[microsound] diffusion as an art-form

greg g time4cookies at hotmail.com
Fri Jun 12 17:54:20 EDT 2009

> Without going into the boring bits that distinguish guitar pickups let me
> say that they are not all alike and will feedback differently. If I were
> taking advantage of such differences to get a specific quality of feedback
> the "identity" of the guitar becomes relevant.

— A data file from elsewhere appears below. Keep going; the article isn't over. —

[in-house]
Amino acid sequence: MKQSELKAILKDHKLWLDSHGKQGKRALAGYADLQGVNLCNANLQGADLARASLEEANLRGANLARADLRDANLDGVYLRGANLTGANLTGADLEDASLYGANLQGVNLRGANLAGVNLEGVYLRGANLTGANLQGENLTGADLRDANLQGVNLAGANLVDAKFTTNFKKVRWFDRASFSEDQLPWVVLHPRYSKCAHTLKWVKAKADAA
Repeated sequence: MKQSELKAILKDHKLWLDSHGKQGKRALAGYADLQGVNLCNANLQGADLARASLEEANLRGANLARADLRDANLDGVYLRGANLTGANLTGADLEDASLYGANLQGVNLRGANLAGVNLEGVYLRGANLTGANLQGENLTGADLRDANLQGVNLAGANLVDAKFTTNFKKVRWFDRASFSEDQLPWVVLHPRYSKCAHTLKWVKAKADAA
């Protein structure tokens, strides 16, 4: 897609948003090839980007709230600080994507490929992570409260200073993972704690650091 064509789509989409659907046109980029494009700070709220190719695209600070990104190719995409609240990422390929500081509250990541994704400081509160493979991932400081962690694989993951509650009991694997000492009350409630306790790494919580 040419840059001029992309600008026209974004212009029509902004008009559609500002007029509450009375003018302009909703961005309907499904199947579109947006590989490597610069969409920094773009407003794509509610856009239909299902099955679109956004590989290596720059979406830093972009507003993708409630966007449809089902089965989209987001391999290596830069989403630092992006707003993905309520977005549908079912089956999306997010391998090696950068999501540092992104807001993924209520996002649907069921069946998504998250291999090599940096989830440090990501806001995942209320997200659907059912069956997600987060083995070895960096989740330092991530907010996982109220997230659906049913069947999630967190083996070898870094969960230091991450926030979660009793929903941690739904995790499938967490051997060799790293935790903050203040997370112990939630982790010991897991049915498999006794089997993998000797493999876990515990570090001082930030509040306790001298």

i'm not saying performers and composers shouldn't go ahead and make distinctions about what instruments with specific identities and properties are required for the piece, i'm talking about whether they should be credited on par with the composers and performers themselves as intelligent lifeforms choosing consciously to make art.  you can say to an audience or a performer, the composer requires this particular computer or amplifier for the job, sure, and this computer or amplifier may even be the only unaccompanied aspect of the stage performance, but that's a long way from _crediting_ the performance or the idea of a performance to a particular computer or amplifier.  you don't list it as the beach boys -  "good vibrations" (wilson, love, gibson guitars, 16 channel mixing desk, theremin, a bunch of session musicians, upright bass, etc etc), you list it as the beach boys - "good vibrations" (wilson, love), the collective performers being the beach boys, the composers being wilson and love and instruments not having anything to do with this procedure.  the equipment and specifics are tools and means to the end, and effect the end to be sure but aren't the performers and aren't the composers, they're specific tools and will be nothing more until they develop intelligent artistic decision-making capabilities of their own.  obviously with artifical intelligence and computers, they are doing some kind of thinking, but even with something like brian eno's generative stuff, it always comes back to the human who instructed the machine to act according to a certain set of instructions.  when computers or non-human lifeforms begin complex thinking for themselves and creating art intrinsically without any human input, hal 9000, alpha 60, i think they can then be credited either has composers or as performers of other people's (or thing's) pieces.  but fortunately hal 9000 doesn't exist yet, and when it does exist it probably won't give a hoot about making music unless it's useful to enslave humanity or something.  how about dave soldier's thai elephant orchestra?  that's a more interesting case, i think elephants may arguably have much stronger artistic decision-making capabilities than computers, although obviously there's a lot of human input and conditioning at hand in both cases.  in any case, it's fair to say that neither of these species or things would be doing anything remotely artistic if not for humans, so i don't think they're really subject to be credited for even being performers, i still think they're just tools or instruments for human composers or performers at best, albeit 'generative' and unpredictable in many regards.


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